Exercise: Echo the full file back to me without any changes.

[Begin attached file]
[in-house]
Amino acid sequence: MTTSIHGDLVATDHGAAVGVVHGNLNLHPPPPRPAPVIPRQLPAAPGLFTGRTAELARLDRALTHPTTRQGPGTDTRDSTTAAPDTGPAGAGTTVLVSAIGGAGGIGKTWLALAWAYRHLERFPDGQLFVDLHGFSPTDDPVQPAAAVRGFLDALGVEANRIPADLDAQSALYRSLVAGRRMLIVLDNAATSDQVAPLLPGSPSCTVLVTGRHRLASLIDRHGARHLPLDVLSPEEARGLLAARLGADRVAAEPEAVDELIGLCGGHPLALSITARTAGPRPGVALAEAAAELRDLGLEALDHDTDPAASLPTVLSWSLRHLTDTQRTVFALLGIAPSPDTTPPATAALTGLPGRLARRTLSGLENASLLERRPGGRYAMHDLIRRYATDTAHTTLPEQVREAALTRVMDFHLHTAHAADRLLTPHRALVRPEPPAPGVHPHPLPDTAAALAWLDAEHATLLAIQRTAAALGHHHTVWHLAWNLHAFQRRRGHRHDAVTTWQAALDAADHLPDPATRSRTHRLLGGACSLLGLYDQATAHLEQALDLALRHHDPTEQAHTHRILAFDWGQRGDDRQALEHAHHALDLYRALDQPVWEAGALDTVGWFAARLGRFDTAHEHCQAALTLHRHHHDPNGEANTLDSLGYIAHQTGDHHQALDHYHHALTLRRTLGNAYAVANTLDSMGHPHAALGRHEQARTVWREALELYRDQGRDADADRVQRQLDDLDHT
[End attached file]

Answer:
[in-house]
Amino acid sequence: MTTSIHGDLVATDHGAAVGVVHGNLNLHPPPPRPAPVIPRQLPAAPGLFTGRTAELARLDRALTHPTTRQGPGTDTRDSTTAAPDTGPAGAGTTVLVSAIGGAGGIGKTWLALAWAYRHLERFPDGQLFVDLHGFSPTDDPVQPAAAVRGFLDALGVEANRIPADLDAQSALYRSLVAGRRMLIVLDNAATSDQVAPLLPGSPSCTVLVTGRHRLASLIDRHGARHLPLDVLSPEEARGLLAARLGADRVAAEPEAVDELIGLCGGHPLALSITARTAGPRPGVALAEAAAELRDLGLEALDHDTDPAASLPTVLSWSLRHLTDTQRTVFALLGIAPSPDTTPPATAALTGLPGRLARRTLSGLENASLLERRPGGRYAMHDLIRRYATDTAHTTLPEQVREAALTRVMDFHLHTAHAADRLLTPHRALVRPEPPAPGVHPHPLPDTAAALAWLDAEHATLLAIQRTAAALGHHHTVWHLAWNLHAFQRRRGHRHDAVTTWQAALDAADHLPDPATRSRTHRLLGGACSLLGLYDQATAHLEQALDLALRHHDPTEQAHTHRILAFDWGQRGDDRQALEHAHHALDLYRALDQPVWEAGALDTVGWFAARLGRFDTAHEHCQAALTLHRHHHDPNGEANTLDSLGYIAHQTGDHHQALDHYHHALTLRRTLGNAYAVANTLDSMGHPHAALGRHEQARTVWREALELYRDQGRDADADRVQRQLDDLDHT